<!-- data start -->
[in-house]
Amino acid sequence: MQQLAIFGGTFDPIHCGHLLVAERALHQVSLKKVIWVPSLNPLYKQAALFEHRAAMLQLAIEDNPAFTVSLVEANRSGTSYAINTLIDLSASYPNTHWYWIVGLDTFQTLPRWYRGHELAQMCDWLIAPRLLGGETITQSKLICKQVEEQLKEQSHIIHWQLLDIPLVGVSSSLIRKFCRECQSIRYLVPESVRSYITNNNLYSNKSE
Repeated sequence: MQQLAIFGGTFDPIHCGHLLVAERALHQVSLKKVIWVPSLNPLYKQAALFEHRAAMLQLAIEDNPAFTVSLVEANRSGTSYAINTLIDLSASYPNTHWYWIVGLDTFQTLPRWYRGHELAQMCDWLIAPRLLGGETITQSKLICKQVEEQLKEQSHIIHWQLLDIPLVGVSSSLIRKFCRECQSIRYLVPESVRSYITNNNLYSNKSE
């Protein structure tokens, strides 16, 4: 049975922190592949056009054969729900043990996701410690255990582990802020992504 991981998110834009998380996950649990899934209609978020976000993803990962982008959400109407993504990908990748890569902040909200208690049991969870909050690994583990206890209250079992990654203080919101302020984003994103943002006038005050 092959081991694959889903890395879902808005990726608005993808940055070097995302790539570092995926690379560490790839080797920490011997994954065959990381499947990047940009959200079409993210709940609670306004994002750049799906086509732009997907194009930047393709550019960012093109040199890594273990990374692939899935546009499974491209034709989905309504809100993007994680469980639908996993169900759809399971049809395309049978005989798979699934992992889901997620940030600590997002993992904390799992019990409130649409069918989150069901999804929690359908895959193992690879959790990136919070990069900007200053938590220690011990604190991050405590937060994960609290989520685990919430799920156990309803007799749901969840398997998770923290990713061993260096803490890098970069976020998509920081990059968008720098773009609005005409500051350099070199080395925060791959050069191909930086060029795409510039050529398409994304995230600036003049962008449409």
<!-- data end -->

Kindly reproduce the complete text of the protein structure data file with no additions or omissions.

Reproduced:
[in-house]
Amino acid sequence: MQQLAIFGGTFDPIHCGHLLVAERALHQVSLKKVIWVPSLNPLYKQAALFEHRAAMLQLAIEDNPAFTVSLVEANRSGTSYAINTLIDLSASYPNTHWYWIVGLDTFQTLPRWYRGHELAQMCDWLIAPRLLGGETITQSKLICKQVEEQLKEQSHIIHWQLLDIPLVGVSSSLIRKFCRECQSIRYLVPESVRSYITNNNLYSNKSE
Repeated sequence: MQQLAIFGGTFDPIHCGHLLVAERALHQVSLKKVIWVPSLNPLYKQAALFEHRAAMLQLAIEDNPAFTVSLVEANRSGTSYAINTLIDLSASYPNTHWYWIVGLDTFQTLPRWYRGHELAQMCDWLIAPRLLGGETITQSKLICKQVEEQLKEQSHIIHWQLLDIPLVGVSSSLIRKFCRECQSIRYLVPESVRSYITNNNLYSNKSE
């Protein structure tokens, strides 16, 4: 049975922190592949056009054969729900043990996701410690255990582990802020992504 991981998110834009998380996950649990899934209609978020976000993803990962982008959400109407993504990908990748890569902040909200208690049991969870909050690994583990206890209250079992990654203080919101302020984003994103943002006038005050 092959081991694959889903890395879902808005990726608005993808940055070097995302790539570092995926690379560490790839080797920490011997994954065959990381499947990047940009959200079409993210709940609670306004994002750049799906086509732009997907194009930047393709550019960012093109040199890594273990990374692939899935546009499974491209034709989905309504809100993007994680469980639908996993169900759809399971049809395309049978005989798979699934992992889901997620940030600590997002993992904390799992019990409130649409069918989150069901999804929690359908895959193992690879959790990136919070990069900007200053938590220690011990604190991050405590937060994960609290989520685990919430799920156990309803007799749901969840398997998770923290990713061993260096803490890098970069976020998509920081990059968008720098773009609005005409500051350099070199080395925060791959050069191909930086060029795409510039050529398409994304995230600036003049962008449409």